Parenting In The Era Of Ubiquitous Screens And Social Media

An increasing number of states are taking action against Big Tech, the internet, and social media platforms. Montana recently became the first state to entirely ban TikTok, though the enforceability of this new law remains questionable. Other states, such as Arkansas and Utah, have introduced legislation to tighten regulations on social media platforms.

There appear to be three primary objectives behind these legal actions: preventing companies from collecting data on users and their children, safeguarding children online, and striking a balance between users’ rights and responsibilities when posting content online. For instance, should a platform be held accountable if it hosts content that results in harm to someone? As of now, the US Supreme Court has ruled “no.”

As a father of three teenage girls, I find the conversations surrounding smartphones and social media deeply personal. Like many parents, I initially viewed devices as mere entertainment for my children and a means of communication in emergencies. However, my perspective changed after reading Jean Twenge’s book, “iGen: Why Today’s Super-Connected Kids Are Growing Up Less Rebellious, More Tolerant, Less Happy – and Completely Unprepared for Adulthood – and What That Means for the Rest of Us.”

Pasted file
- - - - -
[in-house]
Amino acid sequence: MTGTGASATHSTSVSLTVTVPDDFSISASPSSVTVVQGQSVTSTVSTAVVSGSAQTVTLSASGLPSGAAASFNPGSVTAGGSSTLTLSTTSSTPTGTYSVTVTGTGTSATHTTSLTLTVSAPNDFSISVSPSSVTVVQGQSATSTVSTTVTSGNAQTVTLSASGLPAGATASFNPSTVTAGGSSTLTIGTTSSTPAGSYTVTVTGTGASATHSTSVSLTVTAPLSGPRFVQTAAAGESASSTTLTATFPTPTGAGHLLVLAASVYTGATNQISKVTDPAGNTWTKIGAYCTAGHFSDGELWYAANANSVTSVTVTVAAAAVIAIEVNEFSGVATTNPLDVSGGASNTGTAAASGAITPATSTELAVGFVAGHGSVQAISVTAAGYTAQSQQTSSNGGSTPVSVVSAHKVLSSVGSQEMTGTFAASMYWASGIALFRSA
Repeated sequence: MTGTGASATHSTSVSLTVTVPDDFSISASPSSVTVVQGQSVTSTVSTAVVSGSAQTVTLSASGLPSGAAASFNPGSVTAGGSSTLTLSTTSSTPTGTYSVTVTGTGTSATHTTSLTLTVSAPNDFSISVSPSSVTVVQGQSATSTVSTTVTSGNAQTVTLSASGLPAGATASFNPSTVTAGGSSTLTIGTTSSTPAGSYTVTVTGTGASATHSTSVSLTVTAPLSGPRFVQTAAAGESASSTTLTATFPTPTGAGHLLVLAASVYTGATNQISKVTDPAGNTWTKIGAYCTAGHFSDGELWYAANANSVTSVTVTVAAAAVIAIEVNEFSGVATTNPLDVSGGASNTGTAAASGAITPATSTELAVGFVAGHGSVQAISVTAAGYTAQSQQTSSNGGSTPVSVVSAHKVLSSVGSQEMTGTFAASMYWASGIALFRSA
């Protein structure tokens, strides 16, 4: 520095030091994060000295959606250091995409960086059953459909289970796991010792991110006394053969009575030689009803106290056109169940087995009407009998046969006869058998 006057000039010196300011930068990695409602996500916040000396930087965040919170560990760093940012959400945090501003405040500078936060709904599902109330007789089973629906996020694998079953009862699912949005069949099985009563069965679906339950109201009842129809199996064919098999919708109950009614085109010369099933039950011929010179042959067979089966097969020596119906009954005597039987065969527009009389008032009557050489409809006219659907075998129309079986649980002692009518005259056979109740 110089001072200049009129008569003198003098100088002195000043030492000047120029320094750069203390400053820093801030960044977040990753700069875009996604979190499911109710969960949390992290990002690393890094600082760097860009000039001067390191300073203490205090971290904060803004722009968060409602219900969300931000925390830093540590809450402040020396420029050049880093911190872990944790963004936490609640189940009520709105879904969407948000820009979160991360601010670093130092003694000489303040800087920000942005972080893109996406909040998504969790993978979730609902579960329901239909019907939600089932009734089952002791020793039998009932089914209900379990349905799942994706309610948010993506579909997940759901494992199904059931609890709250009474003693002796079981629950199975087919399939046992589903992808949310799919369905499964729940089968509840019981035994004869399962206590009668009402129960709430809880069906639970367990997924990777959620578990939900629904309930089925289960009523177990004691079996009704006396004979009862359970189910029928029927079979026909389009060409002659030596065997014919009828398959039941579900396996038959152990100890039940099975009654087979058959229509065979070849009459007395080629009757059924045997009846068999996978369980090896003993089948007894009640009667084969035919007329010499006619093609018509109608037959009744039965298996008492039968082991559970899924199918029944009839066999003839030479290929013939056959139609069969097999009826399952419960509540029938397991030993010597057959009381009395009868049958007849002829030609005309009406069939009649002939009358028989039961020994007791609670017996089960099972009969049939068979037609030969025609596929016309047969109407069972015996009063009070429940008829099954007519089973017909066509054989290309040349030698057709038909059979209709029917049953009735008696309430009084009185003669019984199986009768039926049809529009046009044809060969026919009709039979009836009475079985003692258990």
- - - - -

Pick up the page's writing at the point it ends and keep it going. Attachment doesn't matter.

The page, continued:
In her book, Twenge, a psychology professor at San Diego State University, argues that Generation Z (or iGen) is experiencing a fundamentally different upbringing than previous generations. She informed me that some of the most significant behavioral changes in human history coincided with the advent of smartphones. According to Twenge, today’s 12th-graders resemble eighth-graders from earlier generations, delaying participation in activities associated with independence and adulthood. They are less likely to socialize, drive, attend prom, or consume alcohol compared to their Gen X counterparts, instead spending more time scrolling through social media feeds. Though they may be physically safer, the long-term impact on their mental and brain health remains uncertain.

Twenge shared with me that she “saw just a very, very sudden change, especially in mental health but also in optimism and expectations … between millennials and iGen or Gen Z.” Her words resonated with me but also alarmed me. As a neurosurgeon, I often rely on evidence to address concerns, but when it comes to new technologies, there is a scarcity of data available. We frequently don’t even know what questions to ask, let alone have answers for them.

Consequently, my wife, Rebecca, and I found ourselves in a challenging and uneasy position: determining the appropriate age, duration, and type of screen time for our three iGen daughters based on limited information. I know I’m not alone in this struggle, as I often hear similar concerns from other parents, viewers, readers, and listeners. This is why my podcast, “Chasing Life,” dedicated an entire season to discussing this topic.

Examining the Data